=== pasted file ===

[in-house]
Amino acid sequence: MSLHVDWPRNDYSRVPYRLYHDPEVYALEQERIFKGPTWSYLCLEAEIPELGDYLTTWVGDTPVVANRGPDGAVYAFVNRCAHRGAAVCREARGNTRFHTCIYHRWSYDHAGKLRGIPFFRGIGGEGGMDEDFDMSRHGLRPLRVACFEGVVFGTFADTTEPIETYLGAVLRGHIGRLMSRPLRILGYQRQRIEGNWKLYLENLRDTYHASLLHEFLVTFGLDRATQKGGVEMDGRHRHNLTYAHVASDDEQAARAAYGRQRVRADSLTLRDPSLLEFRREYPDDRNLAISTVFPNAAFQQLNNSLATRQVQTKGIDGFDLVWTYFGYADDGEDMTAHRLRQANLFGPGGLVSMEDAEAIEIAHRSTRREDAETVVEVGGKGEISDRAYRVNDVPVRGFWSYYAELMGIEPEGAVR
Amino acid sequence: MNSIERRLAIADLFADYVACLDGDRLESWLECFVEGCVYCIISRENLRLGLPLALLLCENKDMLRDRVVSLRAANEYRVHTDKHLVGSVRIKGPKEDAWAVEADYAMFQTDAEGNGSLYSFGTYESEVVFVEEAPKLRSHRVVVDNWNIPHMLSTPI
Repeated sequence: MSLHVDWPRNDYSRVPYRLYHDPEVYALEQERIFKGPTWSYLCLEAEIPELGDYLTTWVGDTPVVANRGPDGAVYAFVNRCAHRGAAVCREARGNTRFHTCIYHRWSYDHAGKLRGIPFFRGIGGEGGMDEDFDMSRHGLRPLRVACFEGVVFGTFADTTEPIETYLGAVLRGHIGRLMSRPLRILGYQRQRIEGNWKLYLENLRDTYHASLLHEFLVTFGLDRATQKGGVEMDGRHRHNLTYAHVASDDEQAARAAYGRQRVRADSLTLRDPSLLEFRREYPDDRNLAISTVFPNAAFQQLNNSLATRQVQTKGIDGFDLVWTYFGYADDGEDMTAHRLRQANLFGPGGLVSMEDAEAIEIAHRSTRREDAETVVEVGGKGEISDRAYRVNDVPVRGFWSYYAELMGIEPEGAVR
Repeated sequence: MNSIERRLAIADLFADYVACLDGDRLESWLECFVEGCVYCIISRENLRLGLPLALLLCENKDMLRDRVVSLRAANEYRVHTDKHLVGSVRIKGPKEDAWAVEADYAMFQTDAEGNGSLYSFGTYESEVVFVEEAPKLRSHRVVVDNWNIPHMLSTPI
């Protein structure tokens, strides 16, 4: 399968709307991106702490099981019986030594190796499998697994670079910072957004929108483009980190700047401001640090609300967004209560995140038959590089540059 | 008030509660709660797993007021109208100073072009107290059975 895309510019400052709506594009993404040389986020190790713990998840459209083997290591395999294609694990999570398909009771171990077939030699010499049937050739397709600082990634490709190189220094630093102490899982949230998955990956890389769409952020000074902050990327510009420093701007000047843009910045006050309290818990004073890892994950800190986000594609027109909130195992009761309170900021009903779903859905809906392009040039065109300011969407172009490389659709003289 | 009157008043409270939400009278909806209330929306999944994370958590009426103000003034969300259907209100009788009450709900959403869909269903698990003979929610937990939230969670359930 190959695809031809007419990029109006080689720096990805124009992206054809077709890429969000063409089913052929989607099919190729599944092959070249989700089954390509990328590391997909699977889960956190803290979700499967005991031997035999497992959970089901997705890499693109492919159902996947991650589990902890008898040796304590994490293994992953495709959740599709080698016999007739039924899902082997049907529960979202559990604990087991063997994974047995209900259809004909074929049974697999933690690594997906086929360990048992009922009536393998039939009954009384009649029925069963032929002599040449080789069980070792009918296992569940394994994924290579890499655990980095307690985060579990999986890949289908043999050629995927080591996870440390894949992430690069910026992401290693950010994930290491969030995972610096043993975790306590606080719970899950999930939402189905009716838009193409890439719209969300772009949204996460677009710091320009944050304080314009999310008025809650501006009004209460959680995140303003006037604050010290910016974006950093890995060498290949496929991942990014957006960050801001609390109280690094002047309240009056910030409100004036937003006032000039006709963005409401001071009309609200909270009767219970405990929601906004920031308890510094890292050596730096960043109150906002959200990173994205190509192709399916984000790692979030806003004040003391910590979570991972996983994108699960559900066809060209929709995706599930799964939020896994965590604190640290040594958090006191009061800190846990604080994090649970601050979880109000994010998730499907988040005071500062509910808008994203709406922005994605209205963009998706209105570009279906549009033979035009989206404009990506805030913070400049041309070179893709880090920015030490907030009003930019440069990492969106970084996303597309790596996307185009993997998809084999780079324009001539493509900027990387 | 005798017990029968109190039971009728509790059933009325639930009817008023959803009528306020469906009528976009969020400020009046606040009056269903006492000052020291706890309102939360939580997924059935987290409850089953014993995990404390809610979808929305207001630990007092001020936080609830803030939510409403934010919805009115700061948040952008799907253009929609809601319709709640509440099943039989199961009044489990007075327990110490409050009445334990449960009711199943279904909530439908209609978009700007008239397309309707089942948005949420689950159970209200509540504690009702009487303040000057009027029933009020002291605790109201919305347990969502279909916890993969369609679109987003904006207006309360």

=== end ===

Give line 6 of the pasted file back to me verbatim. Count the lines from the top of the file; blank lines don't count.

């Protein structure tokens, strides 16, 4: 399968709307991106702490099981019986030594190796499998697994670079910072957004929108483009980190700047401001640090609300967004209560995140038959590089540059 | 008030509660709660797993007021109208100073072009107290059975 895309510019400052709506594009993404040389986020190790713990998840459209083997290591395999294609694990999570398909009771171990077939030699010499049937050739397709600082990634490709190189220094630093102490899982949230998955990956890389769409952020000074902050990327510009420093701007000047843009910045006050309290818990004073890892994950800190986000594609027109909130195992009761309170900021009903779903859905809906392009040039065109300011969407172009490389659709003289 | 009157008043409270939400009278909806209330929306999944994370958590009426103000003034969300259907209100009788009450709900959403869909269903698990003979929610937990939230969670359930 190959695809031809007419990029109006080689720096990805124009992206054809077709890429969000063409089913052929989607099919190729599944092959070249989700089954390509990328590391997909699977889960956190803290979700499967005991031997035999497992959970089901997705890499693109492919159902996947991650589990902890008898040796304590994490293994992953495709959740599709080698016999007739039924899902082997049907529960979202559990604990087991063997994974047995209900259809004909074929049974697999933690690594997906086929360990048992009922009536393998039939009954009384009649029925069963032929002599040449080789069980070792009918296992569940394994994924290579890499655990980095307690985060579990999986890949289908043999050629995927080591996870440390894949992430690069910026992401290693950010994930290491969030995972610096043993975790306590606080719970899950999930939402189905009716838009193409890439719209969300772009949204996460677009710091320009944050304080314009999310008025809650501006009004209460959680995140303003006037604050010290910016974006950093890995060498290949496929991942990014957006960050801001609390109280690094002047309240009056910030409100004036937003006032000039006709963005409401001071009309609200909270009767219970405990929601906004920031308890510094890292050596730096960043109150906002959200990173994205190509192709399916984000790692979030806003004040003391910590979570991972996983994108699960559900066809060209929709995706599930799964939020896994965590604190640290040594958090006191009061800190846990604080994090649970601050979880109000994010998730499907988040005071500062509910808008994203709406922005994605209205963009998706209105570009279906549009033979035009989206404009990506805030913070400049041309070179893709880090920015030490907030009003930019440069990492969106970084996303597309790596996307185009993997998809084999780079324009001539493509900027990387 | 005798017990029968109190039971009728509790059933009325639930009817008023959803009528306020469906009528976009969020400020009046606040009056269903006492000052020291706890309102939360939580997924059935987290409850089953014993995990404390809610979808929305207001630990007092001020936080609830803030939510409403934010919805009115700061948040952008799907253009929609809601319709709640509440099943039989199961009044489990007075327990110490409050009445334990449960009711199943279904909530439908209609978009700007008239397309309707089942948005949420689950159970209200509540504690009702009487303040000057009027029933009020002291605790109201919305347990969502279909916890993969369609679109987003904006207006309360």